Amazing Black-American Genius Inventors And Scientist

Amazing African-American Inventors And Scientist



Amazing African Americans Inventors and Scientist. African-Americans have been the victims of oppression, discrimination and persecution throughout American history, with an impact on African-American innovation. This acknowledgement is to give recognition and honor to all the black inventors that made a significant contribution to humanity. We give them all a heartfelt thank you in remembrance of their inventions.

100 Things You Didn’t Know Were Invented by Black People (Episode 1)


Amazing African American Inventors And Scientist:

Moses West Foundation Addresses Water Crisis With Atmospheric Water Generation, his brilliant invention solves the water shortages around the world. 

African Americans-Inventers and Scientist

Moses West 4

Amazing African-American Inventors And Scientist


Black Engineer, Moses West TURNS AIR INTO WATER, Providing CLEAN, SAFE, Drinking Water| Roland Martin                      

Moses West 3


List of African-American Inventors and Scientists

Black Inventors 2


100 Things You Didn’t Know Were Invented by Black People (Episode 2)

Amazing African-American Inventors and Scientist. This list of African Americans inventors and scientists documents many of the African-Americans who have invented a multitude of items or made discoveries in the course of their lives. These have ranged from practical everyday devices to applications and scientific discoveries in diverse fields, including physics, biology, math, and medicine.


100 Things You Didn’t Know Were Invented by Black People (Part 3)


African-Americans have been the victims of oppression, discrimination and persecution throughout American history, with an impact on African-American innovation. A 2014 study by economist Lisa D. Cook linked violence towards African-Americans and lack of legal protections over the period 1870–1940 to lower innovation.[1] Despite this, many black innovators have been responsible for a large number of major inventions.
Among the earliest was George Washington Carver, whose reputation was based on his research into and promotion of alternative crops to cotton, which aided in nutrition for farm families. He wanted poor farmers to grow alternative crops both as a source of their own food and as a source of other products to improve their way of life. The most popular of his 44 practical bulletins for farmers contained 105 food recipes using peanuts.[2] He also developed and promoted about 100 products made from peanuts that were useful for the house and farm. He received numerous honors for his work, including the Spingarn Medal of the NAACP.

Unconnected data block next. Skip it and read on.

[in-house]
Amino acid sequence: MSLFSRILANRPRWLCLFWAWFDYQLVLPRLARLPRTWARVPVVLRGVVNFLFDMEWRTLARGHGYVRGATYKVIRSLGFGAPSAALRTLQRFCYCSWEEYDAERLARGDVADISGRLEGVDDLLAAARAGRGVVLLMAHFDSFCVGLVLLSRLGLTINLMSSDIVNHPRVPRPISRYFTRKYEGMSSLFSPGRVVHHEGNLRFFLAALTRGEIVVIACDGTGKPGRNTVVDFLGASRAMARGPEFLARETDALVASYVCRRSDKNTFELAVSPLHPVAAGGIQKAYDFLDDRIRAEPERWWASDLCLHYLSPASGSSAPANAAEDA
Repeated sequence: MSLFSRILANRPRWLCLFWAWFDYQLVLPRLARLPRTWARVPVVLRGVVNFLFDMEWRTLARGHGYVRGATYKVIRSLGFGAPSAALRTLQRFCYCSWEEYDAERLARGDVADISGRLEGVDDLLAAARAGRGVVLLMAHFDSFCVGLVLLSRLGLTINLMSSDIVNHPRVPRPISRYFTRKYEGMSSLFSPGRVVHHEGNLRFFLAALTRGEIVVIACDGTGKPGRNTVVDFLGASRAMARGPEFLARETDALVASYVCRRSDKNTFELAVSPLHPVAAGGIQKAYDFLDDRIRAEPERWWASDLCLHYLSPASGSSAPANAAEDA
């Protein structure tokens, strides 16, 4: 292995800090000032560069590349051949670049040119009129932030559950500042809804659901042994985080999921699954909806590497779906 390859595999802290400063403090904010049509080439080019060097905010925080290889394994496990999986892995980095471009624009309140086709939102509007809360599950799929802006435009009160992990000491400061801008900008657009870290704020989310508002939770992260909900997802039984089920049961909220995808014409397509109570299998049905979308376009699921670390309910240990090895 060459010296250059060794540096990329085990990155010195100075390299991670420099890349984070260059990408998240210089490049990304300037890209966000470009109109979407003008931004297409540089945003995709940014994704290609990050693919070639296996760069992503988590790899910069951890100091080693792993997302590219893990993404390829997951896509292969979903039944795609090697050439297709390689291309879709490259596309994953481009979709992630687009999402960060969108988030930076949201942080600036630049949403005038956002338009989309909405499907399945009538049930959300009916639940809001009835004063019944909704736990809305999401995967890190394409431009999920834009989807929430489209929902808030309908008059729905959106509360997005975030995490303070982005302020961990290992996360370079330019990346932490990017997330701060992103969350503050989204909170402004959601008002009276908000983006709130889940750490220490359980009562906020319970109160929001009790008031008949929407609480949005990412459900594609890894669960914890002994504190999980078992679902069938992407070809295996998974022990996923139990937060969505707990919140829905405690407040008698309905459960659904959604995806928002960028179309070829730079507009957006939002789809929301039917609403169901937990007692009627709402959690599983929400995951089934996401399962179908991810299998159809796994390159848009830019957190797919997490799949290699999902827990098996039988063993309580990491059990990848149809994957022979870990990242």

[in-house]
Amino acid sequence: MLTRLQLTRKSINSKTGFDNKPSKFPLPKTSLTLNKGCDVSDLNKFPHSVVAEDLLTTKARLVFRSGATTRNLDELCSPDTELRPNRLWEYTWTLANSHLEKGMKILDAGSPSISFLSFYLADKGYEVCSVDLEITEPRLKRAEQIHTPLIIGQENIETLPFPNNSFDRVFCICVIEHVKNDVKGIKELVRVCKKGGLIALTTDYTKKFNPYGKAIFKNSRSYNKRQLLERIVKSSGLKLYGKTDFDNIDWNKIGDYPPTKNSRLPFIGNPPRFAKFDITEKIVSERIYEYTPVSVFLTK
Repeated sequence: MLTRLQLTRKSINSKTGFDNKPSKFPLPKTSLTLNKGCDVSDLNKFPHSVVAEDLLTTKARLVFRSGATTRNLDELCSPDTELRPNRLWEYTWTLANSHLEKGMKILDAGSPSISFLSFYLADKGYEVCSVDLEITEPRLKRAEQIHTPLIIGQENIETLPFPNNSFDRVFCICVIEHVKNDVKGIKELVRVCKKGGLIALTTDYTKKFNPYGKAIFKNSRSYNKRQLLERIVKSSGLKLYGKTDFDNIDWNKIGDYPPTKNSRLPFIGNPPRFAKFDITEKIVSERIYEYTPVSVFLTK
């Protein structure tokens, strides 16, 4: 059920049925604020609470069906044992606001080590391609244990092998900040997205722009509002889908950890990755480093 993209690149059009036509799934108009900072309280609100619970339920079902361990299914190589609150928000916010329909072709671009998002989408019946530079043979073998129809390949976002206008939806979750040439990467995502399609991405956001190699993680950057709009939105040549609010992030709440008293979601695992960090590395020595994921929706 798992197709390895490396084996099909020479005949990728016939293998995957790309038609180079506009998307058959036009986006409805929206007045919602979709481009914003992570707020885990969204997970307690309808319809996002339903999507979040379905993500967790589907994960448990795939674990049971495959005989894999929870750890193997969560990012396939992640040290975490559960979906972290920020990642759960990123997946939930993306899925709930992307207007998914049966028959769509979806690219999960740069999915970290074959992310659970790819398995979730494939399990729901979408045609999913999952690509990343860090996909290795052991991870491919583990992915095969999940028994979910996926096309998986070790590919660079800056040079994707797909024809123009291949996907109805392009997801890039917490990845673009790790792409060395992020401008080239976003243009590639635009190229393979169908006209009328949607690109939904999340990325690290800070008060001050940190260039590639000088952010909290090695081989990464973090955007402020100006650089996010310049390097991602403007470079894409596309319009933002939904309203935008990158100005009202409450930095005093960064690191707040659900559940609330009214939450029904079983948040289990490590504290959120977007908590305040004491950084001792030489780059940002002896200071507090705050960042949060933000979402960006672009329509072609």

A later renowned scientist was Percy Lavon Julian, a research chemist and a pioneer in the chemical synthesis of medicinal drugs from plants. He was the first to synthesize the natural product physostigmine, and a pioneer in the industrial large-scale chemical synthesis of the human hormones, steroids, progesterone, and testosterone, from plant sterols such as stigmasterol and sitosterol. His work would lay the foundation for the steroid drug industry’s production of cortisone, other corticosteroids, and birth control pills.[3]
A contemporary example of a modern-day inventor is Lonnie George Johnson, an engineer. Johnson invented the Super Soaker water gun, which was the top-selling toy in the United States from 1991 to 1992. In 1980 Johnson formed his own law firm and licensed the Super Soaker water gun to Larami Corporation. Two years later, the Super Soaker generated over $200 million in retail sales and became the best selling toy in America. Larami Corporation was eventually purchased by Hasbro, the second largest toy manufacturer in the world. Over the years, Super Soaker sales have totaled close to one billion dollars. Johnson reinvested a majority of his earnings from the Super Soaker into research and development for his energy technology companies – “It’s who I am, it’s what I do.”[4] As of 2019, Johnson holds over 120 patents, with more pending, and is the author of several publications on spacecraft power systems.[5][6][7]

From Wikipedia, the free encyclopedia


Amazing African-American Inventors And Scientist